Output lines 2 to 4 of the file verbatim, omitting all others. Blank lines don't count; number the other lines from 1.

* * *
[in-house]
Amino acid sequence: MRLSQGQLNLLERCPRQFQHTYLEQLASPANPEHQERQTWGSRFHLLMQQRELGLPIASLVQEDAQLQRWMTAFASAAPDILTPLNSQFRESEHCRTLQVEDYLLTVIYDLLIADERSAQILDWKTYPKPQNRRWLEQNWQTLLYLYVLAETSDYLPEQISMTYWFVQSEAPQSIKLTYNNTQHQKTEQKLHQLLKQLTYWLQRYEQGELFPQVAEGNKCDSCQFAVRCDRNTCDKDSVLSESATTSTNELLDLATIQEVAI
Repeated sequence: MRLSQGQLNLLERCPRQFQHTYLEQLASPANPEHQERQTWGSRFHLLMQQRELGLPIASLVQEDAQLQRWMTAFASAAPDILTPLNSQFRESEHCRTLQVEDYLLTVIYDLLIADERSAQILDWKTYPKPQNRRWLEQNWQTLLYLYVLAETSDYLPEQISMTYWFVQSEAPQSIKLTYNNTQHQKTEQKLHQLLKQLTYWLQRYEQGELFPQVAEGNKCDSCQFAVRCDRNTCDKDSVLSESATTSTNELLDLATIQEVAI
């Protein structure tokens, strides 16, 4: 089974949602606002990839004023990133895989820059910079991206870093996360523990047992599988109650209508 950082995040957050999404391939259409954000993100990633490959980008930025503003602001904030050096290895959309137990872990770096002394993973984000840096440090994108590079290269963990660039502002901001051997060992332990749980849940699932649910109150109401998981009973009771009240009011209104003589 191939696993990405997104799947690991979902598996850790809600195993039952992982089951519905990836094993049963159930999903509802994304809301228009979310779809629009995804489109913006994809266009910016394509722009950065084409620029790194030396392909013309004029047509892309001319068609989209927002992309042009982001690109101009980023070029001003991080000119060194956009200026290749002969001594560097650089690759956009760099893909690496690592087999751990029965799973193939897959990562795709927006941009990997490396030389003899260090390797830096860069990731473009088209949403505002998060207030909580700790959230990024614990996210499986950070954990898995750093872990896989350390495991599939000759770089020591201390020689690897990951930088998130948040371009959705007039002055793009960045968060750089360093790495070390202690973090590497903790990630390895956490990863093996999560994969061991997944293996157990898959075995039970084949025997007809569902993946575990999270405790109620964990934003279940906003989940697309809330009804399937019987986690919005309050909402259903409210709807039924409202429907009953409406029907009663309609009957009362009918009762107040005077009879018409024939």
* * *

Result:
Amino acid sequence: MRLSQGQLNLLERCPRQFQHTYLEQLASPANPEHQERQTWGSRFHLLMQQRELGLPIASLVQEDAQLQRWMTAFASAAPDILTPLNSQFRESEHCRTLQVEDYLLTVIYDLLIADERSAQILDWKTYPKPQNRRWLEQNWQTLLYLYVLAETSDYLPEQISMTYWFVQSEAPQSIKLTYNNTQHQKTEQKLHQLLKQLTYWLQRYEQGELFPQVAEGNKCDSCQFAVRCDRNTCDKDSVLSESATTSTNELLDLATIQEVAI
Repeated sequence: MRLSQGQLNLLERCPRQFQHTYLEQLASPANPEHQERQTWGSRFHLLMQQRELGLPIASLVQEDAQLQRWMTAFASAAPDILTPLNSQFRESEHCRTLQVEDYLLTVIYDLLIADERSAQILDWKTYPKPQNRRWLEQNWQTLLYLYVLAETSDYLPEQISMTYWFVQSEAPQSIKLTYNNTQHQKTEQKLHQLLKQLTYWLQRYEQGELFPQVAEGNKCDSCQFAVRCDRNTCDKDSVLSESATTSTNELLDLATIQEVAI
């Protein structure tokens, strides 16, 4: 089974949602606002990839004023990133895989820059910079991206870093996360523990047992599988109650209508 950082995040957050999404391939259409954000993100990633490959980008930025503003602001904030050096290895959309137990872990770096002394993973984000840096440090994108590079290269963990660039502002901001051997060992332990749980849940699932649910109150109401998981009973009771009240009011209104003589 191939696993990405997104799947690991979902598996850790809600195993039952992982089951519905990836094993049963159930999903509802994304809301228009979310779809629009995804489109913006994809266009910016394509722009950065084409620029790194030396392909013309004029047509892309001319068609989209927002992309042009982001690109101009980023070029001003991080000119060194956009200026290749002969001594560097650089690759956009760099893909690496690592087999751990029965799973193939897959990562795709927006941009990997490396030389003899260090390797830096860069990731473009088209949403505002998060207030909580700790959230990024614990996210499986950070954990898995750093872990896989350390495991599939000759770089020591201390020689690897990951930088998130948040371009959705007039002055793009960045968060750089360093790495070390202690973090590497903790990630390895956490990863093996999560994969061991997944293996157990898959075995039970084949025997007809569902993946575990999270405790109620964990934003279940906003989940697309809330009804399937019987986690919005309050909402259903409210709807039924409202429907009953409406029907009663309609009957009362009918009762107040005077009879018409024939």